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What Nadcap Accreditation Means for Electronic Contract Manufacturing

nadcap accreditation ofr electronics contract manufacturers

When searching for a reliable electronics contract manufacturing (ECM), one of the first questions you’ll probably ask is, “What certifications do they have?”

While many ECMs are RoHS, MSHA, or IPC 6011 compliant, not all have Nadcap accreditation. 

Keep reading to learn more about what Nadcap accreditation means for ECMs and how it provides you proof and peace of mind.

What Is Nadcap Accreditation?

Once known as the National Aerospace and Defense Contractors Accreditation Program, this standards certification is now referred to as Nadcap. Overseen by the Performance Review Institute (PRI), its purpose is to establish accreditation requirements, issue accreditation credentials, and define operational program requirements for manufacturers.

Nadcap is one of the most dependable standards for manufacturing -- it covers everything from welding and part machining to electronics manufacturing.

For an ECM to receive Nadcap accreditation, it must undergo a rigorous technical assessment of its PCB manufacturing process, conducted by industry experts. Nadcap compliance represents that a company is capable of meeting customer requirements and performing to industry standards

For PCB electronic contract manufacturing, a Nadcap compliance audit may include:

  • Standardizing controls and production: Making sure the ECM has appropriate program control for all machines.
  • Complete solder control: Inspecting all of the solder, every solder iron, every machine, and every solder pot.
  • Lead-free control plan: Confirming that the ECM can conform to aerospace and defense industry solder requirements.
  • Electrostatic discharge (ESD): Checking that the company falls within appropriate safety and compliance parameters.
  • Moisture-sensitive devices: Ensuring complete environmental control, from the time of receipt to the time of installation.
  • Qualifying employees: Nadcap expects everyone in the assembly area to be trained to their production criteria. To accomplish this, most companies will have IPC and J standard trainers on staff. If these trainers are not in place, the ECM must then be able to prove that its training program promotes competency for every standard.

Matric is now Nadcap accredited, learn more here.

How Is Nadcap for ECMs Different From Other Manufacturers?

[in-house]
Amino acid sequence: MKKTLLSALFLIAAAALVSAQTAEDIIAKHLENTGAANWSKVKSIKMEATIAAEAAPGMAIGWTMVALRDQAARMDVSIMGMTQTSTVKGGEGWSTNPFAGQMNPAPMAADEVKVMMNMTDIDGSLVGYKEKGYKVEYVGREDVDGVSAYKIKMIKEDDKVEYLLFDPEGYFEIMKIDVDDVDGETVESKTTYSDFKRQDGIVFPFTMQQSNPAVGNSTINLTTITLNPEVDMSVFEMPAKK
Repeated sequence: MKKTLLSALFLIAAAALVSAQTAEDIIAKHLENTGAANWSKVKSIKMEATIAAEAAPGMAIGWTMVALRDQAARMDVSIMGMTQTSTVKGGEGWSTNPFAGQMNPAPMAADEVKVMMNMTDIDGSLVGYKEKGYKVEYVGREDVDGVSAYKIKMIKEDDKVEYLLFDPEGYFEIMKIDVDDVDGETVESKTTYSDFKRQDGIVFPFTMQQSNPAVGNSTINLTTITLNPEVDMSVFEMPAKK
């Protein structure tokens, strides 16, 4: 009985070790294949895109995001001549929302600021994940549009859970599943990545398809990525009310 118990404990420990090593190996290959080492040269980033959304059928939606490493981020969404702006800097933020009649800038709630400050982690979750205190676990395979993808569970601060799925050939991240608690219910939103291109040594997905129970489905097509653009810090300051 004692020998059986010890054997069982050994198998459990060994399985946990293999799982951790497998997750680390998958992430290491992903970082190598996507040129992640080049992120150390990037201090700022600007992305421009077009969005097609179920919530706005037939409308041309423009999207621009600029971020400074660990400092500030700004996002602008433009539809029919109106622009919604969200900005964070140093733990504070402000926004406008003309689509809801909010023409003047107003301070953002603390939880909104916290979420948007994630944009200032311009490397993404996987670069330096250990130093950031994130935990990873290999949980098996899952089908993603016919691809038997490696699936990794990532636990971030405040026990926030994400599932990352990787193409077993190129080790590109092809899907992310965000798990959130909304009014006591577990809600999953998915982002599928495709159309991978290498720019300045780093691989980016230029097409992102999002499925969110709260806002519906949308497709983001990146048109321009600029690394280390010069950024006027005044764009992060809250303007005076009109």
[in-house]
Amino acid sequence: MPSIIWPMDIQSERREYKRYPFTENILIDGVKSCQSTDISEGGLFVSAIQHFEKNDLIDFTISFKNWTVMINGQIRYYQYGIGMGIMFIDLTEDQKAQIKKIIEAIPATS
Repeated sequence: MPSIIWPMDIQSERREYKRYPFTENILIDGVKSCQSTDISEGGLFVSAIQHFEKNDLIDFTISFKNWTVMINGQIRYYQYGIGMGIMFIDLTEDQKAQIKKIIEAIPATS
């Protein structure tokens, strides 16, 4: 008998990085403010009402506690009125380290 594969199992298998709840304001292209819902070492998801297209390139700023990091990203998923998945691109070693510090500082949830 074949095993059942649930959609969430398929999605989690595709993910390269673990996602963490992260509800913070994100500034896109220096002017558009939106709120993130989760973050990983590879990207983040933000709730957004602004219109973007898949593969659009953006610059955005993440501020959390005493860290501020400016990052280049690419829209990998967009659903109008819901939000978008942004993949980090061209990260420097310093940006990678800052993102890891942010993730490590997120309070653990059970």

There are different categories of certification, and standards can vary from industry to industry. ECMs, for example, might be Nadcap certified in electronics. 

If their particular category is PCB assembly, then the audit scope will cover 12 process-specific checksheets. A manufacturer could get certified in production of bare boards, in cable and harness assemblies, etc.

Benefits of Nadcap Accreditation

Some ECMs pursue Nadcap accreditation because their customers ask for it. In other cases, it’s a mandatory prerequisite for partnering with an OEM (especially giants like Boeing and Lockheed Martin).

Nadcap accreditation is a vote of confidence that a supplier adheres to industry-recognized best practices. Having the Nadcap certification can open up a big market for an electronics manufacturer that’s looking to compete on a global level.

How Easy Is it to Stay Nadcap Compliant?

New suppliers are typically audited annually for the first 3 years based on the date of the initial audit. 

However, Nadcap has a Supplier Merit Rewards program, which awards reduced scope or extended-frequency audits to suppliers who maintain a minimum of NCRs, or non-conformance issues. 

Subsequent reaccreditation audits can be awarded for periods of 12, 18, or 24 months, based on the supplier’s performance.

Finding the Best Nadcap-Certified ECM

When searching for a full-service electronics contract manufacturer for your PCB needs, look for one that can meet Nadcap accreditation standards. Even though you might not be working in the aerospace or defense industries, knowing that your ECM undergoes rigorous testing and training can only be a plus. 

To learn more about how you and your ECM can protect your product line, take a look at our free Compliance and Standards guide. 

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